Missouri Court Upholds $1.5 Million Judgment
The Missouri Supreme Court upheld a judgment awarding $1.5 million in punitive damages to the family of Barbara Smith, a longtime Kool cigarette smoker who died in 2000. Kool was manufactured by Brown & Williamson, which merged with R.J. Reynolds in 2004 to become part of Reynolds American. According to local news source Mid-Missouri Public Radio, the long-running lawsuit against Brown & Williamson began in 2003, when Ms. Smith’s family filed a wrongful death case after Ms. Smith died from lung cancer.
The Missouri Supreme Court’s ruling affirms a 2009 judgment against Brown & Williamson, which reduced the original jury award of over $20 million to $1.5 million. Both Ms. Smith’s family and the tobacco company had appealed the judgment. The case is Smith v. Brown & Williamson Tobacco Corp., No. SC92961.
Florida Court Upholds $33 Million Judgment
In Florida, the Third District Court of Appeal upheld a $33 million judgment against Lorillard Tobacco Co., which was awarded to a Miami woman whose husband had died from lung cancer after 40 years of using cigarettes, including Lorillard’s Kent brand. Specifically, the court found that the jury’s award of $10 million in compensatory damages and $25 million in punitive damages against the tobacco giant was “neither excessive nor unconstitutional,” but rather “supported by the manifest weight of the evidence.”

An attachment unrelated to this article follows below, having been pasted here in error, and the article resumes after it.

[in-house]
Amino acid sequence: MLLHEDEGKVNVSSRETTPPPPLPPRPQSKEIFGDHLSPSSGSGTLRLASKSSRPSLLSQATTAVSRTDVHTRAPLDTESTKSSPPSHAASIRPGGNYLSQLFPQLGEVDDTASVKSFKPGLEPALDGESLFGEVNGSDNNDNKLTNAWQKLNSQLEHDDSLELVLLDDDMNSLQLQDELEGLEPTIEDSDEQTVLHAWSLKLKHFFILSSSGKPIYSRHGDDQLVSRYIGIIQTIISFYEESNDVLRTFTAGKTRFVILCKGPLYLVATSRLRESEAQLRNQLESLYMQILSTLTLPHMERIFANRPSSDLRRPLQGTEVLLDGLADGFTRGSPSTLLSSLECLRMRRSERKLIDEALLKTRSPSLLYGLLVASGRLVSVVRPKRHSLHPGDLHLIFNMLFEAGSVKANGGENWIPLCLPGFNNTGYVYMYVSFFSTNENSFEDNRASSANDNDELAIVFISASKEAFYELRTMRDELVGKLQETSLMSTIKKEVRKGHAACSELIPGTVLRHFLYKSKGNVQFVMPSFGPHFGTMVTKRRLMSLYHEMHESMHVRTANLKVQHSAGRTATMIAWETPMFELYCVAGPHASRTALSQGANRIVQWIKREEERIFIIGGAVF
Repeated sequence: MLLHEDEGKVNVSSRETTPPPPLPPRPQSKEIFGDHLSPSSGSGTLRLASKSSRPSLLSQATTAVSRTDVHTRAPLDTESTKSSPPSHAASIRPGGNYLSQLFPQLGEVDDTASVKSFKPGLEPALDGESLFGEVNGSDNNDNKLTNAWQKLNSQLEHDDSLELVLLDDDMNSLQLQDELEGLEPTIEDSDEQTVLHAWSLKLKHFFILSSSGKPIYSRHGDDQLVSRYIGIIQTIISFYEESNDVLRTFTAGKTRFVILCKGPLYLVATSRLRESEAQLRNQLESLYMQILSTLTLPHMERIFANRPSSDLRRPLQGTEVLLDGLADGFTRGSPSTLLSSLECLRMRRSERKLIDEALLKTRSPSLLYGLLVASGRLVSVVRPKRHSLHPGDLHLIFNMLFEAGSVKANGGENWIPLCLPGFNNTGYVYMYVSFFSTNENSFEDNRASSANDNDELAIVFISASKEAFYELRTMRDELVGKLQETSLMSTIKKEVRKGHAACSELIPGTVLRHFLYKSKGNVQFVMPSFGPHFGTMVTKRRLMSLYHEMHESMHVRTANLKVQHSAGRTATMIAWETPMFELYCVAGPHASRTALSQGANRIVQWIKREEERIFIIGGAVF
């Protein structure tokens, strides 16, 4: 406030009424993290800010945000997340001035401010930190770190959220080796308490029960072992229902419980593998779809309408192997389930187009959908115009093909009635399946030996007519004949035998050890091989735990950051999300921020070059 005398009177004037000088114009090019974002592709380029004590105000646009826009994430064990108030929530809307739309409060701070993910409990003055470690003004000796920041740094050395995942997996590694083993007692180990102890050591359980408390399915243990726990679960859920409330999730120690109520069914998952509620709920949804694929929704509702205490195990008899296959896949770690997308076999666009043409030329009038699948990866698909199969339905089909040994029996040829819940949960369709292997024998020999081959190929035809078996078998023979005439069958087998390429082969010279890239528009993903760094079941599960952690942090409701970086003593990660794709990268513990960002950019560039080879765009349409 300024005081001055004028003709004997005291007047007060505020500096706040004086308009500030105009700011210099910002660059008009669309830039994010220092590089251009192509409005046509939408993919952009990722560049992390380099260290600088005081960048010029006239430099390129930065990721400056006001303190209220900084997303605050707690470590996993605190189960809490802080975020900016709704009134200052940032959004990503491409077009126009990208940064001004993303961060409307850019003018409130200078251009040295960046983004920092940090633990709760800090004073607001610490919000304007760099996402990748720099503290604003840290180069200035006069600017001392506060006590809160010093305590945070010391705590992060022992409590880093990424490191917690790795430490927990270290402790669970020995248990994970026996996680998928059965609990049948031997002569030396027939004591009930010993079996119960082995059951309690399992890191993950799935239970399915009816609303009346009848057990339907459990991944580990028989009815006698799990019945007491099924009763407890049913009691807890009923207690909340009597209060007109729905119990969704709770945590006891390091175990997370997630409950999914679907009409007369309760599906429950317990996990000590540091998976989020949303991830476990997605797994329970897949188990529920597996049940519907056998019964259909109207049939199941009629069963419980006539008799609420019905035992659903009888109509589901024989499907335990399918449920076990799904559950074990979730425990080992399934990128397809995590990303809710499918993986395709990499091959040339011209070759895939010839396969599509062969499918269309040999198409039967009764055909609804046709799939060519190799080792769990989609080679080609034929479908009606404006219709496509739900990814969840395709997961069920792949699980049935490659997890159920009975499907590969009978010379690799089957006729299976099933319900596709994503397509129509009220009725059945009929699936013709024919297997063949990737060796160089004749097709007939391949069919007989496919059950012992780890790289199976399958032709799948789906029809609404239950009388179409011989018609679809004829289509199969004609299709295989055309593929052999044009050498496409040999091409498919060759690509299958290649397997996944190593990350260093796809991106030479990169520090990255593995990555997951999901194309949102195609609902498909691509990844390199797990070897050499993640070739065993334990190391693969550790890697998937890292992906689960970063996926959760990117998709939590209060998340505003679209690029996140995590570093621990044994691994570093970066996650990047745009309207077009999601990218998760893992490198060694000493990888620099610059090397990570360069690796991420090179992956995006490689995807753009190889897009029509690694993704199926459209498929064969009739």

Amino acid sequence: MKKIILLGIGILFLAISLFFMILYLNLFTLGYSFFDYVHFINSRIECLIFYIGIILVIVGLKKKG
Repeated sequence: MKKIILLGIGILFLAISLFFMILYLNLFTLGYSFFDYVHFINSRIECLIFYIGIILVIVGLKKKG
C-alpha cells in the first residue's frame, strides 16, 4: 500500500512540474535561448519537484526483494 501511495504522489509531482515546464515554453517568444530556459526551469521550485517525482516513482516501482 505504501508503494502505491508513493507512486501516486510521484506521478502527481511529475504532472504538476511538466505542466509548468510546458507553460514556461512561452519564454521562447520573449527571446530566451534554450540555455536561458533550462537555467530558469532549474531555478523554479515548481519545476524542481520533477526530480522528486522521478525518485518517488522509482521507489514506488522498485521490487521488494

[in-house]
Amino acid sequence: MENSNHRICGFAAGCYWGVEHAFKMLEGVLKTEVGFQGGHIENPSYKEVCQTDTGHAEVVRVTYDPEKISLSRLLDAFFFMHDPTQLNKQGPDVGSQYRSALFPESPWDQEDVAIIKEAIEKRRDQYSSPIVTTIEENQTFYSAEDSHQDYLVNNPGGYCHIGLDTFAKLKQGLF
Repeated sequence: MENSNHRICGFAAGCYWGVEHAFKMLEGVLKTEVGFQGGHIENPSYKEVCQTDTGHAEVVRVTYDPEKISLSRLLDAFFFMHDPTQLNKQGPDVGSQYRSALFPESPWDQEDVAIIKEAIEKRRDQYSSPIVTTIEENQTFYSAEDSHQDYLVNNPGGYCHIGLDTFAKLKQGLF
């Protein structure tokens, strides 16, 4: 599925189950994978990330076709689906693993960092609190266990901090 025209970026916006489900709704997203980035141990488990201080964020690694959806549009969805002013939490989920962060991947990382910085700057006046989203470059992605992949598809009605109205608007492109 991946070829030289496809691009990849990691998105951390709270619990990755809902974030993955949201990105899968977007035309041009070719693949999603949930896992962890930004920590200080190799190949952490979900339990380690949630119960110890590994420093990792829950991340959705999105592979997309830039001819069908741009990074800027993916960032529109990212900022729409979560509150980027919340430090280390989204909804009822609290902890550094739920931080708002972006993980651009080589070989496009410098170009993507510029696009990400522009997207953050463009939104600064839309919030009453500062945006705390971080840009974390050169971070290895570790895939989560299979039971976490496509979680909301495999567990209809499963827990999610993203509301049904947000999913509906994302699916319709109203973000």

The appellate court also denied Lorillard’s request for a new trial, as well as its claim that the trial court should have replaced a juror who was acquainted with the plaintiff’s daughter, according to Newsday. The case is Lorillard Tobacco Co. v. Dorothy Alexander, No. 3D12-1593.
Ms. Alexander’s case is one of thousands of Florida tobacco claims arising from Engle v. Liggett Group, Inc. et al., a large class action lawsuit filed in 1994 on behalf of Florida citizens who suffered from smoking-related illnesses. A jury originally returned a verdict of over $145 billion for the plaintiff class in Engle, but a Florida appellate court later reversed and de-certified the class. The Florida Supreme Court affirmed that appellate decision, but also held that members of the original plaintiff class, including Ms. Alexander, were allowed to pursue individual lawsuits against tobacco companies.
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